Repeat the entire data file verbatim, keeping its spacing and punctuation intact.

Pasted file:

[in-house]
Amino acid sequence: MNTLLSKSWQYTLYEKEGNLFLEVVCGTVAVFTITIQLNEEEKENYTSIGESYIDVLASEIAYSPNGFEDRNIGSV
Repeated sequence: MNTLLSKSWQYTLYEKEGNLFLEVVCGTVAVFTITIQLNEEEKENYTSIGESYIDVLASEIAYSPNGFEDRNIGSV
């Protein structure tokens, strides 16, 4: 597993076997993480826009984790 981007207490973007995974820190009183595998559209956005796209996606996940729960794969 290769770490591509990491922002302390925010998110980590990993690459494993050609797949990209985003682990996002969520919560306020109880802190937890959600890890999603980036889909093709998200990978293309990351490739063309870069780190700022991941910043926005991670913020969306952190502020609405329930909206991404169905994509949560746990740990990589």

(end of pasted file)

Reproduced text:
[in-house]
Amino acid sequence: MNTLLSKSWQYTLYEKEGNLFLEVVCGTVAVFTITIQLNEEEKENYTSIGESYIDVLASEIAYSPNGFEDRNIGSV
Repeated sequence: MNTLLSKSWQYTLYEKEGNLFLEVVCGTVAVFTITIQLNEEEKENYTSIGESYIDVLASEIAYSPNGFEDRNIGSV
């Protein structure tokens, strides 16, 4: 597993076997993480826009984790 981007207490973007995974820190009183595998559209956005796209996606996940729960794969 290769770490591509990491922002302390925010998110980590990993690459494993050609797949990209985003682990996002969520919560306020109880802190937890959600890890999603980036889909093709998200990978293309990351490739063309870069780190700022991941910043926005991670913020969306952190502020609405329930909206991404169905994509949560746990740990990589």